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Forbidding heights

Some problems appear to defy solutions. Much as one may study the situation and look for options, the answers remain elusive. One such predicament is the plight of those elderly and infirm who live on the higher floors of buildings which have no lifts. Without any independent means to negotiate the stairs, they become prisoners of their surroundings, unable to venture forth for a walk, visit friends, bow their heads before a consecrated fire or buy vegetables in a bazaar. 
Since many Parsis live in three or four-storied buildings in residential colonies built over the past 100 years where lifts were, and are, not mandatory, the quality of life is unfortunately impacted. More so in a community where the average age at death has been 81 years as per data supplied to Parsiana by the Bombay Parsi Punchayet (BPP). The death list for the year 2022 showed there were 192 Parsis in Bombay who had crossed 90 years and four who had lived over 100 (see "Bombay: The Telling Figures for 2022,” Parsiana, March 7-20, 2023). How many of those years were spent confined within their four walls, we will never know.
Parsiana thought of drafting a letter to architects asking them if they could suggest solutions. Our letter noted, "Many of the stairwells do not have space to install lifts or even supports for electric chair lifts. Due to heritage regulations, there are restrictions on constructing/erecting lifts on the facades of the buildings. And space constraints, expenses, entry and exit points may hinder construction of lift shafts on the sides and rear of the buildings. 
"Some colonies offer modified wheelchairs to maneuver the stairs but this requires an able-bodied person to assist the resident. 
 "Given the limitations mentioned, is there any other alternative to assist people residing in these buildings?”
Technology is fast changing and we believed new developments could perhaps offer solutions. We also scoured the internet in search of convenient options. But everywhere we drew a blank. Either the stairwells were too small, or the structures too weak to support machinery or supports/guide rails. Expense was another factor but not imminently relevant because the mechanisms on offer were unsuitable. Erecting external scaffolding for a lift would also be problematic. Many buildings did not have the space to put up lift shafts either in the front, rear or side of the structure. Would heritage conservation regulations permit such construction? Where in the buildings would the lift landings be placed? Would one enter through a kitchen or passage door? What about privacy and security?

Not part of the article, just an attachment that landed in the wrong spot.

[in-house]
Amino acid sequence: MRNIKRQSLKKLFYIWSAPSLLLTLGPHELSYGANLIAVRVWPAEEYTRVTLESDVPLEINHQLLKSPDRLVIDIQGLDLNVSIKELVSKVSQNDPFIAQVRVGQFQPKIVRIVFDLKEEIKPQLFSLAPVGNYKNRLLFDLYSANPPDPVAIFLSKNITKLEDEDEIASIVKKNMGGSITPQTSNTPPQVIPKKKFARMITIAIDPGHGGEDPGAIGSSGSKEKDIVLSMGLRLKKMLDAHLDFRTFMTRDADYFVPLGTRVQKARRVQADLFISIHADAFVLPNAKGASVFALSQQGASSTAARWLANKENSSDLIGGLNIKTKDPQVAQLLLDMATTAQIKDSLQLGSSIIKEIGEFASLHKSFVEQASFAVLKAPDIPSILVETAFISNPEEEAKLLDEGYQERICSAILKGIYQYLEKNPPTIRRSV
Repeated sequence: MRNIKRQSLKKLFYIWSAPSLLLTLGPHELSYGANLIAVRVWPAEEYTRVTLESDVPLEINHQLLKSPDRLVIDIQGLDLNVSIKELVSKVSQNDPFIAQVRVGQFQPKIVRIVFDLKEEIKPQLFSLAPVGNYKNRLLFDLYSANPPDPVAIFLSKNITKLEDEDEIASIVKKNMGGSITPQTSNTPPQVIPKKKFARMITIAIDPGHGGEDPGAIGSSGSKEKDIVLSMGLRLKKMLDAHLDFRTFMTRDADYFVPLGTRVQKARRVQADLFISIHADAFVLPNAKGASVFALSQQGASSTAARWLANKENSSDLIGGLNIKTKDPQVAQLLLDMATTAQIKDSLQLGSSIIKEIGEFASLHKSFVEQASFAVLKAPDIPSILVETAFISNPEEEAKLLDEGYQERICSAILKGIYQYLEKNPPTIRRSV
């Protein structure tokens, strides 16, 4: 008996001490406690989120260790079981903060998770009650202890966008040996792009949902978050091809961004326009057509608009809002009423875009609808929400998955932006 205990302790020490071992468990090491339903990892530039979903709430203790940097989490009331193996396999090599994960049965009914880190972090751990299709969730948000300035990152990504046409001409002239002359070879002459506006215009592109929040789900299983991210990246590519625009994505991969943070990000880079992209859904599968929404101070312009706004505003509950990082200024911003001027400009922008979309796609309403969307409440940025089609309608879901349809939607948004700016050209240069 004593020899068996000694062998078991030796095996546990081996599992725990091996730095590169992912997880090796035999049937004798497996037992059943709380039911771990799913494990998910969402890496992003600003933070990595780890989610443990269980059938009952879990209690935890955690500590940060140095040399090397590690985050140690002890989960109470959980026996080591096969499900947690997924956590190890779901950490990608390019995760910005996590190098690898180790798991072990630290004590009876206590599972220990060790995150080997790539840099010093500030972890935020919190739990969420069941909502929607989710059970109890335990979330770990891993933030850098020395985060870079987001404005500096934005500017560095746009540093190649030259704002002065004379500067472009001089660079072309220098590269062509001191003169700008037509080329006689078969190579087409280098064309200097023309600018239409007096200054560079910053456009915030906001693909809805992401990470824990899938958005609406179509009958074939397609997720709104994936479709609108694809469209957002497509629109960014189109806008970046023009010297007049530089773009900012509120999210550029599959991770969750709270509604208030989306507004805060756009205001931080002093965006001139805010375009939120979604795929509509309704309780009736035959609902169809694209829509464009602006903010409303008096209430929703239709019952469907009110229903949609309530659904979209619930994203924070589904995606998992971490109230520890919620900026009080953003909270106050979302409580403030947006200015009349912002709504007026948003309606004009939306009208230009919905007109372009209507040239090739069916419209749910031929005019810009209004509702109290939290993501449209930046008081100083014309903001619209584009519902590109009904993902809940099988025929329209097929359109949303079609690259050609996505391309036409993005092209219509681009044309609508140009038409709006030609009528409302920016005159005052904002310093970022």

And assuming any alternative was available, who would bear the cost of the equipment and installation? Would all the tenants/licensees/occupants contribute to the running expenses? Would they all be able to afford the outgoings, allowing many are retired, elderly, living on limited income and saddled with medical costs? 
 As it is the trusts subsidize a good part of the monthly outgoings, despite many residents owning vehicles and subscribing to WiFi and cable television. The trusts themselves are all hard put for funds. The BPP can’t even afford to pay contracted monthly wages and salaries. In addition, they are defaulting on even reimbursing the 50% cost of repairs to the tenants for trust buildings as was agreed on. And yet the earlier trust board under the influence of former BPP chairman Dinshaw Mehta magnanimously waived the Rs 750 service charges. Flats under the financially prudent Wadia Management Committee continue to pay the requisite service charge. To compensate for the financial profligacy and declining revenues, the BPP slashed by over 60% the funds allocated on "other charitable objectives” (see "Another year, another loss,” Parsiana May 7-20, 2024). The BPP trustees may be hard pressed with the routine requirements of the trust to take on any additional responsibilities. 
But the World Alliance of Parsi Irani Zarthoshtis (WAPIZ) has come to the aid of 20 baugs. To assist the infirm they have donated battery powered, levered wheelchairs equipped with tracks to grip the stairs. A physically able-bodied person is required to maneuver these Seedee chairs, designed and manufactured by mechanical engineer Jamshed Dalal. Some colonies like Rustom Baug and Bharucha Baug have encountered difficulties when extending this Seedee facility that is usually operated by trained security staff. If the security staff are assigned new postings or new recruits are hired, training has to be given afresh to personnel who may not be cooperative, BPP trustee and WAPIZ chief executive officer Anahita Desai explained the challenges. 
Occasionally it is the services of the Parsi Ambulance and Nursing Divisions that are summoned to ferry those who need to be transported from one venue to another on payment of a voluntary donation.  Some colony associations arrange for able-bodied employees or contracted labor to carry residents up and down the stairs. As long as the demand for such services is spread out and not excessive, the manual facility serves as a stopgap measure. But it is unlikely to be a viable long-term solution. There is generally a shortage of manpower, absenteeism and a fear of injuring the person being transposed.  
On a priority basis, the community will need to come up with solutions to serve those trapped in their towers.


Villoo Poonawalla